Katrina and the Great Flood of 1927
A couple of weeks before Katrina, I had purchased a selection of several dozen bromeliads from the estate of the recently deceased past president of the American Bromeliad Association and moved them from the back yard of her house on Royal Street in the French Quarter of New Orleans to Auburn, Alabama. At the time my biggest fear was that the plants would not survive in Auburn, when in fact it was the core collection of plants in New Orleans that would be destroyed a few short weeks later.
The collection had been put together over many decades from around the world and had survived plenty of bad weather, but it could not, like most of New Orleans, survive the fallibility of government levees. Today we remember the victims of Katrina, but we should not forget that government levees have been failing in minor and major disasters throughout their history. To that end we reprint today my article from 1999 which recounted the Great Flood of 1927.
The similarities are startling. A known threat was approaching and yet all the government spending and planning completely failed. In fact, in both cases the government turned a normal problem into a major disaster. The African American population was hurt disproportionately in both cases. In 1927 Herbert Hoover promised aid and assistance which failed to materialize (this was a major reason for the black exodus from the Republican to the Democrat party). In 2005 it was another Republican president that promised enormous relief aid which failed to materialize. In both cases it was individuals and organizations — both commercial and charitable — that did the real work of reconstruction.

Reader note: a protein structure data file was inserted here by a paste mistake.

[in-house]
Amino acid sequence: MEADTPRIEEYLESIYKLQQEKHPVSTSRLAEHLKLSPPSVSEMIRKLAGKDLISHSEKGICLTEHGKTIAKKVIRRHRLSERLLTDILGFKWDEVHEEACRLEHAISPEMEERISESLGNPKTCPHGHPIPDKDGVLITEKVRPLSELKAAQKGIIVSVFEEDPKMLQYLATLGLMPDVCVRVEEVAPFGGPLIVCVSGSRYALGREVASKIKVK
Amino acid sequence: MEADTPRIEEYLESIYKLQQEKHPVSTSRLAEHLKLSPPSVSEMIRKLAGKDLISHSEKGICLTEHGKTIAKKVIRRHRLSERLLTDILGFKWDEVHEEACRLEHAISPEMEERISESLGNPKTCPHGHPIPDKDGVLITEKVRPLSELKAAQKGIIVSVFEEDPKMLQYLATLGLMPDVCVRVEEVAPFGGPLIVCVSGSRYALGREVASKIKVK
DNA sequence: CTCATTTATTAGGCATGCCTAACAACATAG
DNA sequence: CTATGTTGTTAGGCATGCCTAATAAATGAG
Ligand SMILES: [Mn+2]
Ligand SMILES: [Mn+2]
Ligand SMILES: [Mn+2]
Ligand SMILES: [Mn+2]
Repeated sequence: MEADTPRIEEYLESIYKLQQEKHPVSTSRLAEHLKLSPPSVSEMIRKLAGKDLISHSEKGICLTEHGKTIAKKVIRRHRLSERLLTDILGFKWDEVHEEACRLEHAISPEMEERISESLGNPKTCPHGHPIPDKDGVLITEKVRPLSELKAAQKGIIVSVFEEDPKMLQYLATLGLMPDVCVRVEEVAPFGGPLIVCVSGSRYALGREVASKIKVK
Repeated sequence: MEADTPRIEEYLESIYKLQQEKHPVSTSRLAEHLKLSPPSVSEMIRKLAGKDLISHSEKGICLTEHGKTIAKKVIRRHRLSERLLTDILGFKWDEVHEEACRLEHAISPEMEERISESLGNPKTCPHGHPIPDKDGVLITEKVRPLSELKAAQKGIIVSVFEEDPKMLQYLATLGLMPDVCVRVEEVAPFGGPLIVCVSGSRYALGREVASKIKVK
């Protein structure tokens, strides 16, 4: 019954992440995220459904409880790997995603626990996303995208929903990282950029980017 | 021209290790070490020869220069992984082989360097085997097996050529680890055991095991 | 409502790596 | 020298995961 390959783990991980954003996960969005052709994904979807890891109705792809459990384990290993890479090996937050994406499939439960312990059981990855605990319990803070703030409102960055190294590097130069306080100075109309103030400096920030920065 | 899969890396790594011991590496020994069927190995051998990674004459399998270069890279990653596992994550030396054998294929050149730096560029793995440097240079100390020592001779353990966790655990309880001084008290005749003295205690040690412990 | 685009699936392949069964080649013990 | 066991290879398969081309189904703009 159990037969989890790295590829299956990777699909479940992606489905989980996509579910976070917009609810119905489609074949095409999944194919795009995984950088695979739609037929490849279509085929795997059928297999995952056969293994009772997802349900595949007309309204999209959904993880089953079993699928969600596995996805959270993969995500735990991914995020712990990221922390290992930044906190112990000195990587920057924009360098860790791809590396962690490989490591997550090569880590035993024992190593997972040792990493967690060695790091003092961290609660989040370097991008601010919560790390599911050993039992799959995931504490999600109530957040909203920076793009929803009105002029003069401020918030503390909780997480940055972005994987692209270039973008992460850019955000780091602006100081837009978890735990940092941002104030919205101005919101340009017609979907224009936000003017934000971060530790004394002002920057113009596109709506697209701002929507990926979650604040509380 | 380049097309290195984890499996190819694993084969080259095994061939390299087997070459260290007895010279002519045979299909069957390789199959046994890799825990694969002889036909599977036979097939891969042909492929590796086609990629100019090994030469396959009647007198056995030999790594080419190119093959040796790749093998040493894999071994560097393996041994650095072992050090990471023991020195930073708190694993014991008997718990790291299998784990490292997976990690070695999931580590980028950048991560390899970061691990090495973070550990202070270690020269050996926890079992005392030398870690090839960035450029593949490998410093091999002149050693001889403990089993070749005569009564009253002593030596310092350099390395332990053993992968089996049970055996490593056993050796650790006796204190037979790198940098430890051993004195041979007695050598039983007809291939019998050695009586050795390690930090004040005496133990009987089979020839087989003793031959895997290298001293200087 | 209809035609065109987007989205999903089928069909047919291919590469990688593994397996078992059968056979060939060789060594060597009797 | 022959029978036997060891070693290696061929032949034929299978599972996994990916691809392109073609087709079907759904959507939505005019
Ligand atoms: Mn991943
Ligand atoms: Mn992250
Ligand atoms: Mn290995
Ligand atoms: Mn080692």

The sad truth is that the government is only making things worse over time. Higher levies only increase the destructive force of future levy breaks. The Army Corp of Engineers' policy of maintaining the mighty Mississippi within its current banks is causing the destruction of the Louisiana coastline which is the most important barrier against future hurricane damage. More generous government disaster relief and insurance only further encourages people to build more expensive structures in flood and hurricane prone areas. The whole effort is a brilliant illustration of the destructiveness of government planning.
Government's Great Flood
[This article originally appeared in The Free Market, September 1999.]
The Mississippi River Basin is the largest river basin in the world, and stretches from New York to Idaho and from Canada to the Gulf of Mexico. In the course of American history, the river often flooded, but not until 1927 had so many people been killed and left homeless and never had such a large land area been covered by water. It was the greatest flood in history, but this fact is not as well known: government caused it. In the wake of the devastation of Lincoln's war, the Army Corps of Engineers achieved permanent control of the rivers with the establishment of the Mississippi River Commission. Ignoring science and experience, military engineers consistently marched to the tune of the "levees-only theory," which in practice requires a huge capital and maintenance expense to build and maintain these ever-higher earth- and stoneworks to hold back the floodwater.
A "levees-only" approach caused sediment to accumulate on the river bottom forcing engineers to regularly raise the level of the levees to hold the same amount of water. The mighty Mississippi River had literally been lifted above ground level in many places. It is obvious that this strategy created the potential for increasingly severe flood damage. Engineering science, common experience, and economics all point to a strategy that combines levees with outlets and reservoirs to handle floods and other engineering techniques like cutoffs and jetties to straighten the river and increase the river's flow, sediment capacity, and bottom-scouring ability. Civil engineers like James Eads and Charles Ellet understood this strategy. But the government's military engineers relied solely on levees even though their own data and studies contradicted this approach. The result was both costly and dangerous.